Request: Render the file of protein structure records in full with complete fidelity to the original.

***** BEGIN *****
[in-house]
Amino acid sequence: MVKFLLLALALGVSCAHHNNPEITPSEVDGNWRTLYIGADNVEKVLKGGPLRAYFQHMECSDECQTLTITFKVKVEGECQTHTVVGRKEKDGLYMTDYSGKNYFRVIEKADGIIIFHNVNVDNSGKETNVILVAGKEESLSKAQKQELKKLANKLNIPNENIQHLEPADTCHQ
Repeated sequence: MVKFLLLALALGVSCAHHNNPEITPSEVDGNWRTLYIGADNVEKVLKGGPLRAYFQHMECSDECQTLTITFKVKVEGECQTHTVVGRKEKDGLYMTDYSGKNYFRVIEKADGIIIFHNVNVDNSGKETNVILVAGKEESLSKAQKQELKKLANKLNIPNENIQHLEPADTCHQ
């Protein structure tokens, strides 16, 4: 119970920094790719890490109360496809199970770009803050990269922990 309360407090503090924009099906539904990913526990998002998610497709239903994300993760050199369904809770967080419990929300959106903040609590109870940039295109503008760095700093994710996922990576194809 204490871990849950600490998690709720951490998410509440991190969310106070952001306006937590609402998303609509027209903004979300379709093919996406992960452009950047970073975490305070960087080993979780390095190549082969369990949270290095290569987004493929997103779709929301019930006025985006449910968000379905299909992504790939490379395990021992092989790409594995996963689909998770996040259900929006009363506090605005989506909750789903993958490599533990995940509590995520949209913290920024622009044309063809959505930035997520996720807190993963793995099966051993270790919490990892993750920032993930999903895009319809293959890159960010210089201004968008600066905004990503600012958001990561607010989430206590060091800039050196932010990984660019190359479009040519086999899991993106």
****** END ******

[in-house]
Amino acid sequence: MVKFLLLALALGVSCAHHNNPEITPSEVDGNWRTLYIGADNVEKVLKGGPLRAYFQHMECSDECQTLTITFKVKVEGECQTHTVVGRKEKDGLYMTDYSGKNYFRVIEKADGIIIFHNVNVDNSGKETNVILVAGKEESLSKAQKQELKKLANKLNIPNENIQHLEPADTCHQ
Repeated sequence: MVKFLLLALALGVSCAHHNNPEITPSEVDGNWRTLYIGADNVEKVLKGGPLRAYFQHMECSDECQTLTITFKVKVEGECQTHTVVGRKEKDGLYMTDYSGKNYFRVIEKADGIIIFHNVNVDNSGKETNVILVAGKEESLSKAQKQELKKLANKLNIPNENIQHLEPADTCHQ
């Protein structure tokens, strides 16, 4: 119970920094790719890490109360496809199970770009803050990269922990 309360407090503090924009099906539904990913526990998002998610497709239903994300993760050199369904809770967080419990929300959106903040609590109870940039295109503008760095700093994710996922990576194809 204490871990849950600490998690709720951490998410509440991190969310106070952001306006937590609402998303609509027209903004979300379709093919996406992960452009950047970073975490305070960087080993979780390095190549082969369990949270290095290569987004493929997103779709929301019930006025985006449910968000379905299909992504790939490379395990021992092989790409594995996963689909998770996040259900929006009363506090605005989506909750789903993958490599533990995940509590995520949209913290920024622009044309063809959505930035997520996720807190993963793995099966051993270790919490990892993750920032993930999903895009319809293959890159960010210089201004968008600066905004990503600012958001990561607010989430206590060091800039050196932010990984660019190359479009040519086999899991993106």